[00:01:11] To do that though, we are going to need to go into a little bit more detail about what the sky actually is. 

[00:01:20] In English and in most languages in fact, the word sky is used broadly to describe what's above us, what's between the land and space. It's not the same as atmosphere, which is the collection of gases that surround the earth. 

[00:01:36] It's not a scientific term, and where the sky starts and ends isn't completely black and white. 

[00:01:43] So where does the sky start? 

[00:01:46] Is it ground level? So by our feet, by that definition, are we all walking in the sky? 

[00:01:53] That seems quite strange, right? 

[00:01:55] But technically it's actually true. The sky is really just everything above the surface of the earth until you get to space, until you get to where space starts. 

[00:02:06] But where exactly does space start? 

[00:02:09] From our position on the ground, you could be forgiven for thinking that it goes on almost forever, and evidently, where the sky ends and space starts isn't immediately obvious, it's not like there's a big line or anything. 

[00:02:23] And it's also not helped by the fact that the term "sky" isn't very useful. It's not very scientific.

[00:02:31] So let's use more scientific terms. 

[00:02:34] The atmosphere, of which the sky is a part, extends for about 250 miles from the surface of the Earth. 

[00:02:41] That's the distance from New York to Washington, D C. 

[00:02:46] This 250 miles is split up into different parts, starting with something called the troposphere. 

[00:02:52] This starts at the ground and goes up to anywhere from four to 20 miles depending on whether you are one of the poles where it's thinner or at the equator where it's thicker.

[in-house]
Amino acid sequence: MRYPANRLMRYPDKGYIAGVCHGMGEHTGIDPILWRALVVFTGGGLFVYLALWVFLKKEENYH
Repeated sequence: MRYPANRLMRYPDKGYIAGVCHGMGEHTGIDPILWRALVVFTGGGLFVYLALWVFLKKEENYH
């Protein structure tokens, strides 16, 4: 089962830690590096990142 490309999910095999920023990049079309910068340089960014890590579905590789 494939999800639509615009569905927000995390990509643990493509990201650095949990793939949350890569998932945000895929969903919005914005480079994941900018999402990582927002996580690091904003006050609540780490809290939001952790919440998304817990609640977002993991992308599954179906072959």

[00:03:03] Even though the troposphere is just the first slice of the atmosphere, it's where most of the action happens, for the obvious reason that getting above it is pretty difficult. 

[00:03:15] Remember, most commercial planes fly at between 31,000 and 38,000 feet, so that's about 5.9 to 7.2 miles. Even the U2 spy plane can only go up to 70,000 feet, which is just over 13 miles up from the ground. 

[00:03:32] So let's stick with the lower part because you can't really go much higher, and then we'll round off with who owns the bit above it. 

[00:03:41] We can think about ownership of the sky in two different categories: on an individual level and on a national level. 

[00:03:49] On an individual level being who owns the sky above my house and on a national level being who owns the sky above my country.

[00:03:56] Let's talk about it on an individual level first. 

[00:04:00] Now of course, we can't lump the laws of every country in the world into one, but in the west at least, there are a lot of similarities between countries in the way in which ownership of the airspace works on an individual level. 

[00:04:15] You might be surprised to find out that most of Western law was actually based on a 13th century law called Cuius est solum, eius est usque ad coelum et ad inferos, which is Latin for whoever's is the soil, it is theirs all the way up to heaven and all the way to hell. 

[00:04:33] This is quite a poetic way to say if you own the ground then you own everything above it and you own everything below it.

[00:04:42] The base of this law has stood the test of time and in most of the Western world, a similar principle still applies. 

[00:04:52] If you own the land, then nobody can encroach on what's defined as your airspace without your permission. 

[00:05:00] But naturally there had to be some amendments to a law that was formed in the 13th century as the, as the world has changed quite a bit since then.

[00:05:10] In the 13th century, nobody could really get into your airspace and the law only really existed to stop people doing things like building bridges over the land of someone else. 

[00:05:21] With the advent of flight, this evidently complicated things. 

[00:05:25] If a hot air balloon happened to blow over your land, blow over the airspace of your land, was this trespassing in the same way as it would be if a horse and cart of someone else came onto your land? 

[00:05:38] As you might expect, it wasn't practical for a landowner to have infinite ownership of the airspace. 

[00:05:45] This would mean they could do things like extract tariffs for anyone flying above their land, which would be hugely complicated and it wouldn't really make any sense. 

[00:05:55] So what has happened is that most countries recognise the immediate airspace above land as belonging to the landowner.